There’s a great book by Columbia Business School associate professor, William Duggan, called Strategic Intuition. The book posits that intuition is ‘the selective recombination of previous elements into a new whole.’

One of Duggan’s examples of intuitive thinkers is one of Napoleon’s early campaigns. When ordered to re-take the port of Toulon from the British invaders via frontal assault ‘with the sword and bayonet’, Napoleon suggests an alternative strategy; to take the smaller fort of L’Agiuilelette, which overlooks the port of Toulon. Against the received wisdom of his peers and commanders, Napoleon goes ahead with his plan, takes the fort, and in doing so terrifies the British into leaving Toulon and sets his path for Emperor of Europe.

What’s interesting here – and why Duggan raises this example from history – is how Napoleon came to his plan, by bringing together abstract parts of his memory and experience: his reading of the contour maps on the area of Toulon; his knowledge of how best to deploy light cannon and his understanding of past British defeats. The contour maps showed him that the fort of L’Aiguilette occupied high ground over Toulon; from his light cannon experience he knew he could take the cannon up to the fort and deploy them overlooking Toulon and the British fleet; and his understanding of past British defeats at Yorktown and the Siege of Boston taught him that the British would never again risk being cut off from their navy.

None of those thoughts – contour maps; light cannon; British defeats – were taught to Napoleon together. Instead, as Duggan argues, it is the ‘selective recombination of previous elements into a whole.’

Have you ever had an idea flash into your mind? A random thought disconnected from what you’re trying to concentrate on – that’s strategic intuition. And its proof that our brains are non-linear. Try as we might, we struggle to focus on a single thought for a long period of time. Rather our brains are adept at working in our subconscious and delivering fresh ideas and insights at a moment’s notice.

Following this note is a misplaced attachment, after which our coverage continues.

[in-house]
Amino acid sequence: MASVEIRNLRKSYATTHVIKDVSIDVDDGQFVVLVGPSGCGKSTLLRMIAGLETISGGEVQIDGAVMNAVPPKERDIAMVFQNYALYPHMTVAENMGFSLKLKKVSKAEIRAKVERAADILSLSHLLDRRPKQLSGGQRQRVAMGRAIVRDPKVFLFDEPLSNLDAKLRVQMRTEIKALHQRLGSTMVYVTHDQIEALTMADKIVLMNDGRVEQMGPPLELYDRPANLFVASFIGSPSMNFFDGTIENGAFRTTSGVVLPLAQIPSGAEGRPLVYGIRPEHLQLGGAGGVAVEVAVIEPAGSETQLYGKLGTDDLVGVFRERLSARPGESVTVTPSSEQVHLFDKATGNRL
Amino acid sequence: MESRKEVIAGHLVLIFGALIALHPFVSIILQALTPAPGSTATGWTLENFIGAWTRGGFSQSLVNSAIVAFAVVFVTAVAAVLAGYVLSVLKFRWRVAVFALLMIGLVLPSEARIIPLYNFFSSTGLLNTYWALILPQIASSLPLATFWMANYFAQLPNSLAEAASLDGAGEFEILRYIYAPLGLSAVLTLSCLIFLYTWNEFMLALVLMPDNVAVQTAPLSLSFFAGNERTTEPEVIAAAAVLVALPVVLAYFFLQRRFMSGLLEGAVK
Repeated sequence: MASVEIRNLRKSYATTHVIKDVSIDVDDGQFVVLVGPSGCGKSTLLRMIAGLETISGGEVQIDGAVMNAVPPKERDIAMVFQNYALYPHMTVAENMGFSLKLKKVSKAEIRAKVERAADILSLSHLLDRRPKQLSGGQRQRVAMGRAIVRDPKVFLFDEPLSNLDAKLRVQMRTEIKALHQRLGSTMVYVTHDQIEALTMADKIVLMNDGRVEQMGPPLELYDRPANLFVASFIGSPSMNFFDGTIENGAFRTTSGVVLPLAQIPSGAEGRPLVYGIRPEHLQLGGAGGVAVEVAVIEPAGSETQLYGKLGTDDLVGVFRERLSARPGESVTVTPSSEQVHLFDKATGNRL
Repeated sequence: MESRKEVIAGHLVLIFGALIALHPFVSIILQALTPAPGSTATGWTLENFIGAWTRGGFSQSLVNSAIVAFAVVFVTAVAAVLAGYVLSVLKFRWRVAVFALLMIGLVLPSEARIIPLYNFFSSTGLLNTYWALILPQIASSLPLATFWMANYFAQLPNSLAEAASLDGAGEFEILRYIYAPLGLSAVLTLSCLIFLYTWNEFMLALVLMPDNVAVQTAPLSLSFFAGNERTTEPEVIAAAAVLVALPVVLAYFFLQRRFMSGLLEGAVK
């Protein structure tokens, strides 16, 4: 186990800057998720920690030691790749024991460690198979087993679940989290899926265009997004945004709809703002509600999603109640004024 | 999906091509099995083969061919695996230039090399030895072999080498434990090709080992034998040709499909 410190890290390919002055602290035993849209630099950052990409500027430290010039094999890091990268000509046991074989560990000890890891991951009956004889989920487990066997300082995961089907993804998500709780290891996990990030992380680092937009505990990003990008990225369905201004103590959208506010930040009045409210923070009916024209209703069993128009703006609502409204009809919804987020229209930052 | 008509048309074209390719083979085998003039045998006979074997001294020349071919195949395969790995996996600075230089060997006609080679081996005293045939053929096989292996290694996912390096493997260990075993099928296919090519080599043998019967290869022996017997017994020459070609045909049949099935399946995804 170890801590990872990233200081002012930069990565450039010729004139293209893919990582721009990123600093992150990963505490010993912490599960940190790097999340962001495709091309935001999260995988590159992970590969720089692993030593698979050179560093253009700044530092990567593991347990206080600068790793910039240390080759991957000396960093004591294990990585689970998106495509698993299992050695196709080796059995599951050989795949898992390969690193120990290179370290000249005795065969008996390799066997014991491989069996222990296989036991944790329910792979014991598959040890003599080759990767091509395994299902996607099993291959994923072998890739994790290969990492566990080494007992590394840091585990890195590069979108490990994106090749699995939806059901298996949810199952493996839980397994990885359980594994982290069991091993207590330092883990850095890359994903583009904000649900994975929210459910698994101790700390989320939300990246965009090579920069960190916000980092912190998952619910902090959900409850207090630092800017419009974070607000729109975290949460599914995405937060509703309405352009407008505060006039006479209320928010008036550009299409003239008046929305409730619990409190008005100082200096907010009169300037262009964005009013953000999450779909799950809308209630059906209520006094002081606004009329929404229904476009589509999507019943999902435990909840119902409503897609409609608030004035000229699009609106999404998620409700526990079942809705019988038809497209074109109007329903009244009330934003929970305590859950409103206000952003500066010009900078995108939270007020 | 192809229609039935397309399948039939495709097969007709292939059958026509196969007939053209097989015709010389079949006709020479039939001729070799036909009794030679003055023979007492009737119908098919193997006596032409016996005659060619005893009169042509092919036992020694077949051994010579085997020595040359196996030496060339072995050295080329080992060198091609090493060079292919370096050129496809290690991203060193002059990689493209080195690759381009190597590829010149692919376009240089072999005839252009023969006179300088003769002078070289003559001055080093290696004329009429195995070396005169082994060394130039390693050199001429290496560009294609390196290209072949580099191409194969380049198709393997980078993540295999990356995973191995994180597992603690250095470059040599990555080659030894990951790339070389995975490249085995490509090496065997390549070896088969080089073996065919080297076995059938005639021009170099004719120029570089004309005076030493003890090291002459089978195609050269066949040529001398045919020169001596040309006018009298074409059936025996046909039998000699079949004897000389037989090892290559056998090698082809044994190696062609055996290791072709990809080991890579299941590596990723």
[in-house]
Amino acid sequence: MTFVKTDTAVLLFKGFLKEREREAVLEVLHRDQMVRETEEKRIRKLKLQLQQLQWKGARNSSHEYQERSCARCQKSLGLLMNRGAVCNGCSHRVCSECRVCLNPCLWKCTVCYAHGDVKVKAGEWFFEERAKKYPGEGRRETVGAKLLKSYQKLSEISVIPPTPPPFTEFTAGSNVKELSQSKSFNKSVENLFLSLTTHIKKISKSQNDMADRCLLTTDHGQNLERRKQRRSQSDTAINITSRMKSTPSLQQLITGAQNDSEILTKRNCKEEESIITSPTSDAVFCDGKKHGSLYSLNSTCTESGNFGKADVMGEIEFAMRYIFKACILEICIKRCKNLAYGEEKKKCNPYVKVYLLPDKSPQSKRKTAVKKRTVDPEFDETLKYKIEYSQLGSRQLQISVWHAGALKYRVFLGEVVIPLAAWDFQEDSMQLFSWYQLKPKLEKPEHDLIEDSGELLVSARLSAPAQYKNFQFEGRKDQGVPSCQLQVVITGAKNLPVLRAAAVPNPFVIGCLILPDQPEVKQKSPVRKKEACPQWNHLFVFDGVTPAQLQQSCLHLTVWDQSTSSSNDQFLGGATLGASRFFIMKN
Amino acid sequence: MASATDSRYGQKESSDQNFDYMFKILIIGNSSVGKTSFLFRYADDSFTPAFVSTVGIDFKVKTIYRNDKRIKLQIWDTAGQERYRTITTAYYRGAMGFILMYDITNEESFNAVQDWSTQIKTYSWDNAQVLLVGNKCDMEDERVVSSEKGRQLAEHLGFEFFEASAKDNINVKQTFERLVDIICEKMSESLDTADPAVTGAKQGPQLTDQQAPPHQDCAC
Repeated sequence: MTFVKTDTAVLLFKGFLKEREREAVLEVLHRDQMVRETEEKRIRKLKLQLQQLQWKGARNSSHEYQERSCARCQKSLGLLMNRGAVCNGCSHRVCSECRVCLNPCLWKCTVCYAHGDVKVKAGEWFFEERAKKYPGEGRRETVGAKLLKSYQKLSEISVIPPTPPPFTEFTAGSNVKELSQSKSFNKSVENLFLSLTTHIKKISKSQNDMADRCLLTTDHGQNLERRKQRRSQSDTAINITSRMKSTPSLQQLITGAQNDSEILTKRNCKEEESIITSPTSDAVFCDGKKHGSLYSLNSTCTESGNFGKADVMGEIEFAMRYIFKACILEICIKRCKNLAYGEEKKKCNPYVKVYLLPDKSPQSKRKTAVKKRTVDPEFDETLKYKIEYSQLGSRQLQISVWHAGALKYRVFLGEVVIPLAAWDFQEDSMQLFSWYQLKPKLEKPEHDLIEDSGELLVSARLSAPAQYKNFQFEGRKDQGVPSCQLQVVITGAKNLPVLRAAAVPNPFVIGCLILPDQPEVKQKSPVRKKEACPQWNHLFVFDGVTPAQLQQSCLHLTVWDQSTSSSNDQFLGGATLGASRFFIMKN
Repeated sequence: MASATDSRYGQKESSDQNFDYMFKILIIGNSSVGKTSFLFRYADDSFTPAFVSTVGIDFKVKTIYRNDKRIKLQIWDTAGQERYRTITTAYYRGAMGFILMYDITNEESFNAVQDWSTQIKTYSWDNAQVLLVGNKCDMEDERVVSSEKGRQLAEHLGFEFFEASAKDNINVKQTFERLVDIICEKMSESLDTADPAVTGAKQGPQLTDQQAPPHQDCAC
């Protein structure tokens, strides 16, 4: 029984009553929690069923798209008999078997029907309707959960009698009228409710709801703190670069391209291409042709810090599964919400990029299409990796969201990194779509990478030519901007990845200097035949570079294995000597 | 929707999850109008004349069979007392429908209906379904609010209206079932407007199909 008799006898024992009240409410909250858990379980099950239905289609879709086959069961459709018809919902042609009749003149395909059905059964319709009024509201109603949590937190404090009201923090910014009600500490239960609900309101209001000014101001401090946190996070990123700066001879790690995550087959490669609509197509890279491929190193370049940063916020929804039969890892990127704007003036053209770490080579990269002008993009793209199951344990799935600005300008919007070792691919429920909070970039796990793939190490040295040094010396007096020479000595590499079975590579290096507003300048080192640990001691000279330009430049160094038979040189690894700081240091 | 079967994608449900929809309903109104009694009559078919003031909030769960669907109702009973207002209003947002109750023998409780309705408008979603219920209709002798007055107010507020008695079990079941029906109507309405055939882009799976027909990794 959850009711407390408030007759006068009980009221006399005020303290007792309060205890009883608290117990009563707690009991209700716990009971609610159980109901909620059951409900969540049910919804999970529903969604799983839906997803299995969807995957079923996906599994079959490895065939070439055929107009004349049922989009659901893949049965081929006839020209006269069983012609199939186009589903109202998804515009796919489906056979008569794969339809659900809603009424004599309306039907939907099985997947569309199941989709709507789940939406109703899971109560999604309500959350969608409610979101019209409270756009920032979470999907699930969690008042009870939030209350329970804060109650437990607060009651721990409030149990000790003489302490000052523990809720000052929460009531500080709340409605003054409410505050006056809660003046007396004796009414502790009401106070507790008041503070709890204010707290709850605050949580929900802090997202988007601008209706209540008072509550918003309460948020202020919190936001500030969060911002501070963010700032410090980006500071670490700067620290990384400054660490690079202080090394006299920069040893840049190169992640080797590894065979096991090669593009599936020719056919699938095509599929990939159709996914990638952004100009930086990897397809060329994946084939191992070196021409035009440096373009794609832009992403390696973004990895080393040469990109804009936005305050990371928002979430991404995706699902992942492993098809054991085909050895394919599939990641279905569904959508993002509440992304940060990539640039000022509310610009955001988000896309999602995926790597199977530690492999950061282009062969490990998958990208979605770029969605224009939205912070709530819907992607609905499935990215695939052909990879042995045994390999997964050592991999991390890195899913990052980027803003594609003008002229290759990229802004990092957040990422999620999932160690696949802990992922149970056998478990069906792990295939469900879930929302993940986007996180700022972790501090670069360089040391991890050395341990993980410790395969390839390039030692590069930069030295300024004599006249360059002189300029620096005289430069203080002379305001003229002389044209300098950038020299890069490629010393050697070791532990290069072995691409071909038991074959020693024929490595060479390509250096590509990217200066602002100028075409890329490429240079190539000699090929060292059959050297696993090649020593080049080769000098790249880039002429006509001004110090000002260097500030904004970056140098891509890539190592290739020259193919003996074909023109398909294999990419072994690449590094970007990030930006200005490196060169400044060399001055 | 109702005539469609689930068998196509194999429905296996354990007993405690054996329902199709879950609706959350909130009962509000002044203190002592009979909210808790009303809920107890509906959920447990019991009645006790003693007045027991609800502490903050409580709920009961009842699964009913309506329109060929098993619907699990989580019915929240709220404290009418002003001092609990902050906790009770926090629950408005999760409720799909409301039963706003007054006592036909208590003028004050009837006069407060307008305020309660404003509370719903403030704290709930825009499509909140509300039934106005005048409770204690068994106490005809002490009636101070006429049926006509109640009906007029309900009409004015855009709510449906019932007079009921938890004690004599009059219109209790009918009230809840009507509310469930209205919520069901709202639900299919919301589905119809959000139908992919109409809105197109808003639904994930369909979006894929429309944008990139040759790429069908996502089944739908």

You can’t help but think of multiple things at once, or just as likely thinking multiple things about one idea at once. In contrast, however, Word, PowerPoint and Excel, by their very nature, are linear. Word splits information over different pages, PowerPoint chunks information in slides and Excel breaks then across tabs. And all are subject to the limitations of screen size. This linear function is in direct odds to the brain’s non-linear thinking, forcing you to work to their restrictions.

By chunking information into different pages, slides or tabs it also forces the brain to change its functioning.  When all the information is displayed at once, the brain can focus on analysis and connecting information. We can tap into the very strength of our brain – making random, subconscious associations. However, when chunked over different pages, slides and tabs the brain must first remember all the information it has been exposed to before it can then begin to analyse and connect it. This exerts increased cognitive load on the brain and causes a significant break down in your brain’s ability to create those connections.

So, what if we moved away from linear formats and embraced our brain’s capacity for non-linear thinking, for sparks of insight. This is where the power of Post-It notes – or record cards, or just scraps of paper – come in. 

When first planning or thinking of an idea or concept, a good idea is to plot your thoughts on Post-It notes. Each one holding one thought. And filling your table, or wall, or desk with them. The beauty of this is that it embraces our non-linear brain. A random thought or idea can be jotted down and placed to the side, not distracting your attention by needling your mind but also addressed and captured quickly during it’s fleeting appearance. Overall, Post-It planning seems to help in three main ways:

Making connections

Post-It notes and record cards allow for the creation of non-linear narratives. With the use of Post-It notes, or record cards and a box of pins, you can map out an entire concept visually, highlighting interconnecting thoughts and relationships - celebrating the very non-linear thinking our brains champion and computers cannot copy. As an individual activity working with Post-Its allows us to re-arrange ideas as we go. Once we have captured all our thinking on multiple Post-Its we can then begin to rearrange them over and over again, in different orders and ways until we are happy with our outcome.

A free-form structure

By filling a wall with Post-It notes we are avoiding a linear path through the information, rather we are creating a free-form structure. Every time you look at the wall, or return to the room, you can look at the Post-It notes in a different order. And perhaps draw out new meaning or sense from it. It also means you’re not enforcing a structure on others, they too can create their own path through the information – a very effective element when developing ideas and concepts with others.

Fostering collaboration

When working together, cards and post-it notes invite displayed thinking. By committing our thoughts to paper and then arranging them on a wall we can easily invite others to see our thinking; but just as easily others can begin to add to, edit or rationalize our thoughts, so that together we can create a shared cognition about an idea and together create a common understanding. This shared activity fosters creativity, especially as any person can re-arrange cards.

So, before you next fire up your laptop ask yourself, would I be more creative if I used Post-Its and embraced my brain’s non-linear thinking?